According to the Wiki, Jazz, by Toni Morrison, is a tale of purgatory and jazz. I say it is a tale of love that moves to a jazz beat. Listen to Morrison describe a world in which love makes itself known to be a necessary thing:
It is terrible when there is absolutely nothing to do or worth doing except to lie down and hope when you are naked she won’t laugh at you. Or that he, holding your breasts, won’t wish they were some other way. Terrible but worth the risk, because there is no other thing to do, although, being seventeen, you do it. Study, work, memorize. Bite into food and the reputations of your friends. Laugh at the things that are right side up and those that are upside-down—it doesn’t matter because you are not doing the thing worth doing which is lying down somewhere in a dimly lit place enclosed in arms, and supported by the core of the world.
There is a murder and a touch of revenge, an abandoned child, a feral mother, and two women who find a reluctant reconciliation. And in the language is the thrum of bare feet in the cotton fields and the snaky invitation of a saxophone Harlem night.
The narrator’s voice is that of an anonymous observer, an interested spectator, someone who watches from a window or the lamp post on the corner, speculating on her neighbors, and writing down the history she imagines for them.
But in the end, she confesses:
I believed I saw everything important they did, and based on what I saw I could imagine what I didn’t; how exotic they were, how driven. Like dangerous children. That’s what I wanted to believe. It never occurred to me that they were thinking other thoughts, feeling other feelings, putting their lives together in ways I never dreamed of.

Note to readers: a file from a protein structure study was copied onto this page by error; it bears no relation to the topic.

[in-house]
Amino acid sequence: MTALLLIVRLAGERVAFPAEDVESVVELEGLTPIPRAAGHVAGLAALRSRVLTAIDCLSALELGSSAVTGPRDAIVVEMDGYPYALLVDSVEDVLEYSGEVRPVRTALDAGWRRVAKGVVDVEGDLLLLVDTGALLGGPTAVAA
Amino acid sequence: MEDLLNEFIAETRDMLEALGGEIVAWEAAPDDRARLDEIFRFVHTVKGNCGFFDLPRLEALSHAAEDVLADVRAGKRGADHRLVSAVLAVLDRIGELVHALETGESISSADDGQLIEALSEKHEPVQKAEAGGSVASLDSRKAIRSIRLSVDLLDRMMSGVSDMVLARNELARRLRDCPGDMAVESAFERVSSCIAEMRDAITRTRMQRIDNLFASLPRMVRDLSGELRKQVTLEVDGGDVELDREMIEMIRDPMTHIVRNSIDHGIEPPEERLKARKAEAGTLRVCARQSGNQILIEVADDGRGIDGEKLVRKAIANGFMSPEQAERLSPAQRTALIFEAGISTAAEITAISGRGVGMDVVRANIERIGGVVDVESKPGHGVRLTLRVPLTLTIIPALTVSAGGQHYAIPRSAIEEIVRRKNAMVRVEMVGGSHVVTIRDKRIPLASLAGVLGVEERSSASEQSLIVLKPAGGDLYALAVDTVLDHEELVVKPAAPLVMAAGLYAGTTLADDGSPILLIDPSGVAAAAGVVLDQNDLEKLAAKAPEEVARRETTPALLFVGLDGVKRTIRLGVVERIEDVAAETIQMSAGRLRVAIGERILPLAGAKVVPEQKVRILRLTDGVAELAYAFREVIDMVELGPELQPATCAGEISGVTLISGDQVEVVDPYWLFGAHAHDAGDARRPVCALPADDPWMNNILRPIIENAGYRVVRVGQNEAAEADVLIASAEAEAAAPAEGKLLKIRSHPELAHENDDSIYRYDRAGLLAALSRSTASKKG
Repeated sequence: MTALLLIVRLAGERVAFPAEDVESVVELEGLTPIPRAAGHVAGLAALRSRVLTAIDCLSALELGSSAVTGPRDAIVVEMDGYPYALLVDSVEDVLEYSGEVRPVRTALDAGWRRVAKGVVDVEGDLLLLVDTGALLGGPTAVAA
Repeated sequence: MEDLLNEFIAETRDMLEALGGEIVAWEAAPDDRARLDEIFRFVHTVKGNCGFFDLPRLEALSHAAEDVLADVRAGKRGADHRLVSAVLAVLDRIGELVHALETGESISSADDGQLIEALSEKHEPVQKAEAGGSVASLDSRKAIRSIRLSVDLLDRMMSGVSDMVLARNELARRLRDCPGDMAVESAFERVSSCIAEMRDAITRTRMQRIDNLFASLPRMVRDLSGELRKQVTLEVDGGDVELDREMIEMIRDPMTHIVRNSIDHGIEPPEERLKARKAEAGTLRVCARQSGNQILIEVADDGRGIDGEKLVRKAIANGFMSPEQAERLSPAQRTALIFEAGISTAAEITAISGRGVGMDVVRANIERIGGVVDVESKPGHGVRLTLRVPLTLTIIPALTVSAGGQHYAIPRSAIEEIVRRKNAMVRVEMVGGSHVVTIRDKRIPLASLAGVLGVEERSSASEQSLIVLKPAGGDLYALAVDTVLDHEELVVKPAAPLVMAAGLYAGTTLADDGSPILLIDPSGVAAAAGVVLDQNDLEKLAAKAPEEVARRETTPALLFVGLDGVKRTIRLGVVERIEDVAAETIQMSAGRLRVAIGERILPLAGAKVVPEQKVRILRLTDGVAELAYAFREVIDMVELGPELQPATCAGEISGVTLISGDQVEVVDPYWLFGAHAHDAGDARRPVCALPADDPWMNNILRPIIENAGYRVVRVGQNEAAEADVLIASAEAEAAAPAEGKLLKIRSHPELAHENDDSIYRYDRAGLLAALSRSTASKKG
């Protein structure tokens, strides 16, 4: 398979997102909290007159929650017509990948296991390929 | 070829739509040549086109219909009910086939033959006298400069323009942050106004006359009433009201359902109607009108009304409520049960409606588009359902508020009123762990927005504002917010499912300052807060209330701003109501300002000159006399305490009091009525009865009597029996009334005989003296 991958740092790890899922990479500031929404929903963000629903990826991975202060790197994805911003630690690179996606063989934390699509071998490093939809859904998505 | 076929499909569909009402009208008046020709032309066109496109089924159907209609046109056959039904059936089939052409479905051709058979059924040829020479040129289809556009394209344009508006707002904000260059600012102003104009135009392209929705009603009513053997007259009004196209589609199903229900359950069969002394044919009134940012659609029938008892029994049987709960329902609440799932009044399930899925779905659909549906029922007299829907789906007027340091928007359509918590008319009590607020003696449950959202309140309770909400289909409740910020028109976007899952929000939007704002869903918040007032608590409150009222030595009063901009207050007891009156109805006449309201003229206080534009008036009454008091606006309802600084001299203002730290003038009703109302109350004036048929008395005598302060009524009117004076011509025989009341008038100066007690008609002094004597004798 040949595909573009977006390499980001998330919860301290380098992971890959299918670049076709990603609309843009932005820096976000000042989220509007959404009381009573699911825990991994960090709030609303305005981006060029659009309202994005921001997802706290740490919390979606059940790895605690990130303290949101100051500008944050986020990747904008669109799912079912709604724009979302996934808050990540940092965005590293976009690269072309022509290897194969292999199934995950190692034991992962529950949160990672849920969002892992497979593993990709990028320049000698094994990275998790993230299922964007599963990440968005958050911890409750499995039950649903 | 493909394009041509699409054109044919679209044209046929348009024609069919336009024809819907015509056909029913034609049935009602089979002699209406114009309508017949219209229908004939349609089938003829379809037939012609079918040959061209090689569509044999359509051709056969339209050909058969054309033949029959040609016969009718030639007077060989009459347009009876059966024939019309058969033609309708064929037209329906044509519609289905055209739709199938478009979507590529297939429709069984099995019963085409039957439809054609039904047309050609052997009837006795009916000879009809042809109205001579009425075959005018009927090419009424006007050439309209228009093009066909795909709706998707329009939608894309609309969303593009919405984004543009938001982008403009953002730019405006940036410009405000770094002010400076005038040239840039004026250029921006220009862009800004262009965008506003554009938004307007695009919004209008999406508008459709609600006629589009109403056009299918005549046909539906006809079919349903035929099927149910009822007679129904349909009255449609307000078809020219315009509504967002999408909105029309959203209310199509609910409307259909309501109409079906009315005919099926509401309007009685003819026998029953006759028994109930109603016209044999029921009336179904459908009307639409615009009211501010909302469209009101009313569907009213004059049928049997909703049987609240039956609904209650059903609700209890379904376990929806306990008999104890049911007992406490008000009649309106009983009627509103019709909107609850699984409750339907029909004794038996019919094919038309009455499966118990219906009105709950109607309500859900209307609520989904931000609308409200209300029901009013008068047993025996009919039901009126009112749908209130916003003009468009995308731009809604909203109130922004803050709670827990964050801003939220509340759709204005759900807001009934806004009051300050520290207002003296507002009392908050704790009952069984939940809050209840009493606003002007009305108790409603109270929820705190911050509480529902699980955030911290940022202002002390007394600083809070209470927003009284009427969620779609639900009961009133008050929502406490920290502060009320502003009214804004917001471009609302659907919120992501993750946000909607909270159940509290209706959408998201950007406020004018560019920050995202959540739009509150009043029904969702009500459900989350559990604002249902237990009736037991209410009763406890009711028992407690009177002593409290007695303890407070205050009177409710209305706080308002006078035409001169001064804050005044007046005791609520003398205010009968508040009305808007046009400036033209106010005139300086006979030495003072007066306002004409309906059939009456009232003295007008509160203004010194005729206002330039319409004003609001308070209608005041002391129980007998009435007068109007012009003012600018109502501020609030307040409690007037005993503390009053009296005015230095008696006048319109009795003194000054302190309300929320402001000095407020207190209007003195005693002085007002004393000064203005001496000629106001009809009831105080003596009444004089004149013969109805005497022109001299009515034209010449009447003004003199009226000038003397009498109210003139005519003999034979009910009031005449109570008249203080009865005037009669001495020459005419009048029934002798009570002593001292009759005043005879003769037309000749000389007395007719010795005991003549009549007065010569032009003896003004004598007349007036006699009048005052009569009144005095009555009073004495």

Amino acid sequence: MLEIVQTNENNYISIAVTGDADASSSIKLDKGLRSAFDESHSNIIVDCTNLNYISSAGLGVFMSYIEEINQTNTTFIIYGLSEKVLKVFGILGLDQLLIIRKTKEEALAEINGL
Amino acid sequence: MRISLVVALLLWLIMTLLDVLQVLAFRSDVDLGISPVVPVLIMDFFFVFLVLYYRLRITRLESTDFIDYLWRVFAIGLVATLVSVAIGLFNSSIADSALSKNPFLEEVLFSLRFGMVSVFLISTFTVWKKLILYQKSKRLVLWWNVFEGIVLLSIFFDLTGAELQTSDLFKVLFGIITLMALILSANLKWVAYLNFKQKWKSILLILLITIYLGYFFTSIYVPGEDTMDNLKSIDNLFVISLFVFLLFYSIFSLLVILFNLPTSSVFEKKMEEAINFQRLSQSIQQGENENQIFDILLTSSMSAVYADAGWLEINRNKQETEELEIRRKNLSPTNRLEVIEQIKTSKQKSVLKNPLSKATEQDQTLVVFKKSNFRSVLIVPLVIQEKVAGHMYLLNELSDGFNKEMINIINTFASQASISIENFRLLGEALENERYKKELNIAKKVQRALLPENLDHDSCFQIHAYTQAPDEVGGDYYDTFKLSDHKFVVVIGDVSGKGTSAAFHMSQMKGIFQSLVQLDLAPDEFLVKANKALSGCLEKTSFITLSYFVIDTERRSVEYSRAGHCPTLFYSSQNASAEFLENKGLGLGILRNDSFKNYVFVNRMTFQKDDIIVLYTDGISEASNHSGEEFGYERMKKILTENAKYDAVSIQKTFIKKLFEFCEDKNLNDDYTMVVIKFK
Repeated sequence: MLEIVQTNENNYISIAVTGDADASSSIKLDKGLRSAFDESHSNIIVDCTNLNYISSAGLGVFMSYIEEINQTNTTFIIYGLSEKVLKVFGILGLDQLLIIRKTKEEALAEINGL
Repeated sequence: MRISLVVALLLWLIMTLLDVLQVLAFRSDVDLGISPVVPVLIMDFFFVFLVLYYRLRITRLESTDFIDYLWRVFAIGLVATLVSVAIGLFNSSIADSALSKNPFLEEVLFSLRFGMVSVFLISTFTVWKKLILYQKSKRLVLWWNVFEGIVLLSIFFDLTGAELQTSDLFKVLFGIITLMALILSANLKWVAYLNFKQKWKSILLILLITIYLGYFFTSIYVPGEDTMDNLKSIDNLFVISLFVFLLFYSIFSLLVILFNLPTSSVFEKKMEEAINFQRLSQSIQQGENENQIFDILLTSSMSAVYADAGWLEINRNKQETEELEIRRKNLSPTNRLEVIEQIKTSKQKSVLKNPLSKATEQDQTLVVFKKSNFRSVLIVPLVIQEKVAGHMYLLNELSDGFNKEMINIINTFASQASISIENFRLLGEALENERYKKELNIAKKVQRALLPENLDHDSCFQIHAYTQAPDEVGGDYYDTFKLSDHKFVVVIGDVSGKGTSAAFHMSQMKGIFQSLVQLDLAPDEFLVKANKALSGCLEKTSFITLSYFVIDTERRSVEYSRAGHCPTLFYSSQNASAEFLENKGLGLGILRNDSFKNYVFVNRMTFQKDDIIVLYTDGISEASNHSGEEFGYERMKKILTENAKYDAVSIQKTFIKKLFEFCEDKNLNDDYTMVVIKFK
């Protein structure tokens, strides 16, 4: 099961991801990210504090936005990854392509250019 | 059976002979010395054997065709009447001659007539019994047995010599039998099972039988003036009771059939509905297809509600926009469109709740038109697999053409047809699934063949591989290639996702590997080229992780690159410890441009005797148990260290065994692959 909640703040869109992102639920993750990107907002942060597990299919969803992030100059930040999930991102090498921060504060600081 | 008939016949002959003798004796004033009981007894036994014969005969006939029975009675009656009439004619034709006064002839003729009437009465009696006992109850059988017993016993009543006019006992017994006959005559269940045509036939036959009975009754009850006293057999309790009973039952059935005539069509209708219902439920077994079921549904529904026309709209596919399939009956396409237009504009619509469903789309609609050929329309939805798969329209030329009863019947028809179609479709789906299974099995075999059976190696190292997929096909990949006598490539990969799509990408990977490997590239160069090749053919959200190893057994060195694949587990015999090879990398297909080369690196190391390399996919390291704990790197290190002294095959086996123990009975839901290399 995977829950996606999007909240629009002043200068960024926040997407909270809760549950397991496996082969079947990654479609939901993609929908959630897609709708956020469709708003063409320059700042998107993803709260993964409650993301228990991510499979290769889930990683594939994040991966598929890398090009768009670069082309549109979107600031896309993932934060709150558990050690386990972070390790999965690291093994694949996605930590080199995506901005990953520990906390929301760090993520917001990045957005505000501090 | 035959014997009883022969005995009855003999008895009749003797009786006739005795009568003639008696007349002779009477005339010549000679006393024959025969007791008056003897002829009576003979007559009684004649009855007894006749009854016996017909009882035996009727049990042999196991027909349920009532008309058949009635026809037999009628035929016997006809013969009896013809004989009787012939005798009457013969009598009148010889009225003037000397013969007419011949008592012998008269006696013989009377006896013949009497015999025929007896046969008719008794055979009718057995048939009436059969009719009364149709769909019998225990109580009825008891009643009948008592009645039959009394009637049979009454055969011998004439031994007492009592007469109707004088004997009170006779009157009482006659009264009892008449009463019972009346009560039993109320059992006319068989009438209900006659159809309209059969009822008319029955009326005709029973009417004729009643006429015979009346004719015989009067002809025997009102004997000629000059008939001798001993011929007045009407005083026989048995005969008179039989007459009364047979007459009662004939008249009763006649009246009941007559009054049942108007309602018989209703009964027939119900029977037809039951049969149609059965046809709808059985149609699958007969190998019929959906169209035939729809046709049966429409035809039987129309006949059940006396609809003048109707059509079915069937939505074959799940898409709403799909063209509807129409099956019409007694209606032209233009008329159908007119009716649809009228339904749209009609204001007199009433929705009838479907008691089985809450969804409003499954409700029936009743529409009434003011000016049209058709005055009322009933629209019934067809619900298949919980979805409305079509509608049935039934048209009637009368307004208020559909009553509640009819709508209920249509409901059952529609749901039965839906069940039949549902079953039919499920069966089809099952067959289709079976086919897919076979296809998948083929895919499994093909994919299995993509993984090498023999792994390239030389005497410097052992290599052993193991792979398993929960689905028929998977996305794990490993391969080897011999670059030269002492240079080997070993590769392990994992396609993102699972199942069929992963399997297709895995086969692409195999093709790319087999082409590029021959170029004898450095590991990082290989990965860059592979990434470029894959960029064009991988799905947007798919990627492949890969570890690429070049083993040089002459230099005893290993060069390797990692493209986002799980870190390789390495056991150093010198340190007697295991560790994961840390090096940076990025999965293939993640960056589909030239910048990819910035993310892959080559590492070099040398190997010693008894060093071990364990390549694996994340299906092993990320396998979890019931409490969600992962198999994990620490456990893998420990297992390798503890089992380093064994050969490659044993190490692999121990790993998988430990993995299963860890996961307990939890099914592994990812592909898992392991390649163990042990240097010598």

This is what a novelist does, and what a novelist (and a reader) must always realize. We never know the whole story, even of characters we think we make up. Who knows what else they’re thinking.
My reading of Jazz is that every character, no matter how lonely, is completely in love, in one way or another. And love is what redeems them. Of course.
Again, the Wiki insists that Exit West, by Mohsin Hamid, is a novel about emigration and refugee problems, and it is, but it is also a love story. Love of country. Love of family. Love, because with love comes a longing to connect.
Yes, there are those mysterious doors through which one can “Exit West.” No one in this book need fear death by drowning in overfilled boats. Yes, there is bombing and people, even loved ones, are killed. And yes, there is resentment on the other side of those magical doors. But what keeps this little novel together is love.
Here is main character Saeed, for whom praying becomes more important on the other side of the door than it ever was at home.
…he prayed fundamentally as a gesture of love for what had gone and would go and could be loved in no other way. When he prayed he touched his parents, who could not otherwise be touched, and he touched a feeling that we are all children who lose our parents, all of us, every man and woman and boy and girl, and we too will all be lost by those who come after us and love us, and this loss unites humanity, unites every human being, the temporary nature of our being-ness, and our shared sorrow, the heartache we each carry and yet too often refuse to acknowledge in one another, and out of this Saeed felt it might be possible, in the face of death, to believe in humanity’s potential for building a better world …
Exit West is, in some ways, more poem than novel. Two people traveling through a world not of their making learning to love along the way.